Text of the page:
Miss Peregrine's Home for Peculiar Children directed by Tim Burton, opens September 30th.

Sunday, June 26, 2016

Are you a writer? Don't miss Genius starring Colin Firth & Jude Law.

Genius— we talked about Genius in a post a week or so backis on my go-see list for this coming week. Colin Firth plays Max Perkins, the Scribner editor who wrangled author Thomas Wolfe—Jude Law—and herded him to publication. Nicole Kidman and Laura Linney star as the women in the men's lives. I can't wait. I'm seeing it with my friend Jackie because not only is she a writer, she also sometimes works as an editor making it the perfect film for her. She's heading home from a Florida vacay, wait until she sees this trailer in French! It's so full of passion which translates beautifully into fran├žais—even if the actor's mouths don't quite match up—she may have to take an earlier plane. In theaters here in the US now, the movie opens in France July 27.

French dubbed trailer for Genius

Prefer it in English with French subtitles? Here ya go.

Posted for the weekly Dreaming of France meme hosted by Paulita Kincer at An Accidental Blog. 

Paulita is giving away a copy of her new novel—Paris Runaway—on GoodReads. 
Check out her site for more details.

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Did you see Game of Thrones' Battle of the Bastards episode?

IF you're all caught up with Game of Thrones and still shaking your head over last week's Battle of the Bastards, then you might want to watch this week's Sunday Slacker video via Variety. Vfx producer Steve Kullback and vfx supervisor Joe Bauer tell Variety’s David Cohen not just whodunnit (the VFX team plus about 250 extra's) but how they dunnit as well.

To be honest, as a proud, card-carrying romantic, I confess I don't always want to know all their secrets. While intellectually I accept that Jon Snow wasn't really as miraculous a swashbuckling survivor as he is in the scene, seeing the process broken down into pencil drawings puts a bit of a damper on my awe. Sometimes I really would prefer to just sit, mouth hanging open and wonder, how the hell did they do that!?

At other times, I'm all about getting to the bottom of the down and dirty. How about you, are you up for the inside scoop?

Saturday, June 25, 2016

84 Charing Cross Road: Saturday Matinee

Yesterday I was taking my weekly walk in London—over on my other site I've been trekking around the city, following the route of the London Underground from my arm chair here in Los Angeles—and found myself on Charing Cross Road. On my way to the National Gallery, I detoured to 84 Charing Cross Road instead. Read the piece to see what I found there.

Before 84 Charing Cross Road was a movie—today's Saturday Matinee starring Anne Bancroft and Anthony Hopkins—it was a play, and before that, an epistolary memoir by Helen Hanff. Based on Hanff''s real life twenty year correspondence with Frank Doel, the manager of Marks & Company Antiquarian booksellers, the story begins with the New York based Hanff's attempt to find some long out of print books. Doel responds to her enthusiastic chatty letters—how American—with polite professionalism—how British! Over the years the relationship blooms into a deep friendship. It's one that, poignantly, stays on the page.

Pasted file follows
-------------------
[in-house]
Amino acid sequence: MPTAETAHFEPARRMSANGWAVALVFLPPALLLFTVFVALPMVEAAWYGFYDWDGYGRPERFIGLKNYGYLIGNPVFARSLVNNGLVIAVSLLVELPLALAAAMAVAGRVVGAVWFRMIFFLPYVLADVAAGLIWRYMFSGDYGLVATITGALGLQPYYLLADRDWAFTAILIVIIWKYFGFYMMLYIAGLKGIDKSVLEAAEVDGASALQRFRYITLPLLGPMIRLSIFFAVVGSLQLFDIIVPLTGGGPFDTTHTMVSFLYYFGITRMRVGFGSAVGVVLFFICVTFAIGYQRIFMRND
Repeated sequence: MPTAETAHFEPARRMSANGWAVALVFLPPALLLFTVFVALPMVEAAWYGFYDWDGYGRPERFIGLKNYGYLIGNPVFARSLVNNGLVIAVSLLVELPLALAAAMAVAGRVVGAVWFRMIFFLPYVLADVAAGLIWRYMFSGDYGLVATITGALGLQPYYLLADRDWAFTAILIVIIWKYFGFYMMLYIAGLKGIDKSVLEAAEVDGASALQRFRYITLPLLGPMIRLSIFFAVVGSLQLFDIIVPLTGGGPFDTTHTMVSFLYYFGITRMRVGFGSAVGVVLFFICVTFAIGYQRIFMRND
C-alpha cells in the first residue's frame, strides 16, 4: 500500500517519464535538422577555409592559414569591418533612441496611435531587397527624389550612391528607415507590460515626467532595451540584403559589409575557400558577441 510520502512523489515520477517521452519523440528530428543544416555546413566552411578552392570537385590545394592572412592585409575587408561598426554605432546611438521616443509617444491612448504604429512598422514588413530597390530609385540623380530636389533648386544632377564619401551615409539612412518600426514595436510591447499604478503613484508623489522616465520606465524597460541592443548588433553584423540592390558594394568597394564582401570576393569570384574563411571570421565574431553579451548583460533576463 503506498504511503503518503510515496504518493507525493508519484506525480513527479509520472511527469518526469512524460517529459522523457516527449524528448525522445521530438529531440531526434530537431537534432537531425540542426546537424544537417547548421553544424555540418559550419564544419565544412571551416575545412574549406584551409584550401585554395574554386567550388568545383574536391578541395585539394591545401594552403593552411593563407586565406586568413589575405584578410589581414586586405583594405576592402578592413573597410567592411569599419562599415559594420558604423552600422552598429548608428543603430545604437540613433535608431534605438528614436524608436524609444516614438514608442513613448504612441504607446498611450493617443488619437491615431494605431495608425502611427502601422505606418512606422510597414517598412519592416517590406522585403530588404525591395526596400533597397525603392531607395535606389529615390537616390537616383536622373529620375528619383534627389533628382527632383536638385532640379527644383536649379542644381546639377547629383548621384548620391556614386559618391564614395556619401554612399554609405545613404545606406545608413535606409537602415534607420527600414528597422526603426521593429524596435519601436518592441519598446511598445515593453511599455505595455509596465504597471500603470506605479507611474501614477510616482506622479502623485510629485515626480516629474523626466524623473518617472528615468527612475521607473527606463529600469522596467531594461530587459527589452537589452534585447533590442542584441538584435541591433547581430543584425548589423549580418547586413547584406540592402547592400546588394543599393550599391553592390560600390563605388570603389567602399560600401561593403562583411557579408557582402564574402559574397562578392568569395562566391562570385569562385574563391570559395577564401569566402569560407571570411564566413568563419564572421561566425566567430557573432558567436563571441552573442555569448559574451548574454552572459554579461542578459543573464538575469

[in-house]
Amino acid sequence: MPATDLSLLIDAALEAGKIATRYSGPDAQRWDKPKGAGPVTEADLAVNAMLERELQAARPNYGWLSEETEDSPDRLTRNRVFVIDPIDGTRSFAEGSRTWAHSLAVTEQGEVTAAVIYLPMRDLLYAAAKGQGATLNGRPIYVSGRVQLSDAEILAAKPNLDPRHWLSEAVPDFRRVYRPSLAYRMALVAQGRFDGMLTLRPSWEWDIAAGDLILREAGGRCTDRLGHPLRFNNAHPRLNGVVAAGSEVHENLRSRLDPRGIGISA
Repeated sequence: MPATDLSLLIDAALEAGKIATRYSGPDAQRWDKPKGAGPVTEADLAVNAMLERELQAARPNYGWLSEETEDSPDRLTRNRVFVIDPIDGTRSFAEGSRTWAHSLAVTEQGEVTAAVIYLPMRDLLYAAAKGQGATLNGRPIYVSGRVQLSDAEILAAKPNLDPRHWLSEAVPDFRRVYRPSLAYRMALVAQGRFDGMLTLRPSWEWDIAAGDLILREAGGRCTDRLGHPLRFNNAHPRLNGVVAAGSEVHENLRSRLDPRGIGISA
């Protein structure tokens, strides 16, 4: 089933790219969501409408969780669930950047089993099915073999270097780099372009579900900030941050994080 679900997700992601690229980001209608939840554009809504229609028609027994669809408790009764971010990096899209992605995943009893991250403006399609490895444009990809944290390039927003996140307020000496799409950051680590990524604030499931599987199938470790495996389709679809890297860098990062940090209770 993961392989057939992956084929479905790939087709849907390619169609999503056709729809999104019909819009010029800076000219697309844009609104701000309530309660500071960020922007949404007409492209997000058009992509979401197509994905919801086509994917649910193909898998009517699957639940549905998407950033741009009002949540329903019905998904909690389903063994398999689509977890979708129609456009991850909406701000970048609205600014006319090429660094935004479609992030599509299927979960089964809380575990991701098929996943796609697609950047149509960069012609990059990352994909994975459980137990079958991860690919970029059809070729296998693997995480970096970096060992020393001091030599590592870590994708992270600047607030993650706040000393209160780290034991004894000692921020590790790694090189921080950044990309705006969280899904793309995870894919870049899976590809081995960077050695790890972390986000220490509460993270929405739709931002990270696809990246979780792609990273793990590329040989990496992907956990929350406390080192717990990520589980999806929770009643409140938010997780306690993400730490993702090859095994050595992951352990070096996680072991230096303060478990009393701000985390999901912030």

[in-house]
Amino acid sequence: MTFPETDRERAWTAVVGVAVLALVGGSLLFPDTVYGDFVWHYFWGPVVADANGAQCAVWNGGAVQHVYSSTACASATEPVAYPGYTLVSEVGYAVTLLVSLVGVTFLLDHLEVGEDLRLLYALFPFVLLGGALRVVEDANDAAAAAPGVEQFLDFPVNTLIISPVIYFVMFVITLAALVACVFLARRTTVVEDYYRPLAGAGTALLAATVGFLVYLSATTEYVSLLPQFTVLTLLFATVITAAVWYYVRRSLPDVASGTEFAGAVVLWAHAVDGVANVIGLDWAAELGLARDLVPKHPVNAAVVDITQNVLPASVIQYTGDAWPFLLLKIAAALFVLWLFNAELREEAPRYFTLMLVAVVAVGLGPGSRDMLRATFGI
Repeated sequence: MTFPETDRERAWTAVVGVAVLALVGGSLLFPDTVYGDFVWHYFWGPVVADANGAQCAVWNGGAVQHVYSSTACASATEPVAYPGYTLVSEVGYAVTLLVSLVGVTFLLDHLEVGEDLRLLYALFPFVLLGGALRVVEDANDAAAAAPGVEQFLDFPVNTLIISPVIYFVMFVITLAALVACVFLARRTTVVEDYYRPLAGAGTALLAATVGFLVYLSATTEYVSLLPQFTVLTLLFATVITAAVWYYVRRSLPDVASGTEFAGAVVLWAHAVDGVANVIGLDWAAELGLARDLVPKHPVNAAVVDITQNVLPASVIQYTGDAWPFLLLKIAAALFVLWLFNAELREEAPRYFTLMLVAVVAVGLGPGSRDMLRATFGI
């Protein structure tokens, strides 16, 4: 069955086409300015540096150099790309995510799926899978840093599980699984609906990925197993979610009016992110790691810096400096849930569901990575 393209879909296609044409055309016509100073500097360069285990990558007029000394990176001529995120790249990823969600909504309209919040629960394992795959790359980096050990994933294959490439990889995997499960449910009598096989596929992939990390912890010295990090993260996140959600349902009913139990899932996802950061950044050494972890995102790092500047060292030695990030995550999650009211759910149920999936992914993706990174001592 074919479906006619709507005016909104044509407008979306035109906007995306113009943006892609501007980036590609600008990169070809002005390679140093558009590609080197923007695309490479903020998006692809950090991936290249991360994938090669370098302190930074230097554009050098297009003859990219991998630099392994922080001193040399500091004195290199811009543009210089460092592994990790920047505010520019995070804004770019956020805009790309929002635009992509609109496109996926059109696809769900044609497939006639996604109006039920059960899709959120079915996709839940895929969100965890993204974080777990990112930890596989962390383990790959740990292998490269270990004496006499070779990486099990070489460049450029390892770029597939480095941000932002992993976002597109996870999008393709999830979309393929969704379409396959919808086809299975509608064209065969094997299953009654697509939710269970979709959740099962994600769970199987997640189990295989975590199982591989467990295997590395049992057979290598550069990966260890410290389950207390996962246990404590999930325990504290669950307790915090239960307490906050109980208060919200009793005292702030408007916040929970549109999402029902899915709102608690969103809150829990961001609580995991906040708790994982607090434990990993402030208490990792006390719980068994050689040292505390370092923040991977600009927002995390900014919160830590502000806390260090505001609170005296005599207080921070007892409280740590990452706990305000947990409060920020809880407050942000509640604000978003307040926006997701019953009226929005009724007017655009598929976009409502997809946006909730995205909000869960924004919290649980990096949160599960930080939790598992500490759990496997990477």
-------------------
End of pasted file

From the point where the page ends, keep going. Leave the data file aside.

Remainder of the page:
Netting just over a million dollars at the box office, the movie was obviously far from being a financial success when it was released back in 1987. I can't imagine it getting anywhere near a green light today. Still. Anne Bancroft won the Best Actress BAFTA for her performance and Judi Dench, as Doel's wife, was nominated for Best Supporting Actress. 

As for Doel, played by Anthony Hopkins, I can hear his iconic voice in my head right now. Sure he's talking about chianti with Clarise but I'm betting that waxing poetic about books with Bancroft will be just as hypnotic. Doc Martin fans will recognize a younger Ian McNiece. 

The screenplay is by Hugh Whitmore who has had a long and successful career writing British period dramas. 

If you want to stream it today you'll have to shell out a few bucks on Amazon, YouTubes, iTunes, Vudu or GooglePlay. If you're a Netflix member, you can get the DVD in the mailbox. 

Let's watch the trailer, see if you think it's worth the $2.99.

What do you think? 
Is 84 Charing Cross Road your cup of tea?

Thursday, June 23, 2016

Into the Forest starring Evan Rachel Wood and Ellen Page: On DirectTV June 23, In theaters July 22 [trailer]

Based on the post-Apocalyptic thriller by Jean Hegland, Into the Woods stars Evan Rachel Wood, Ellen Page and Max Minghella. The story focuses on two sisters who have to brave a world without power, and in so doing, find their own power. Sounds like a story that will appeal to anyone who already has a three day survival pack loaded in the back of their car should things head south this fall. Oh! That would be me. Into the Forest is directed by Patricia Nozema, another talented Canadian woman, another plus for the film featuring a strong female driven story.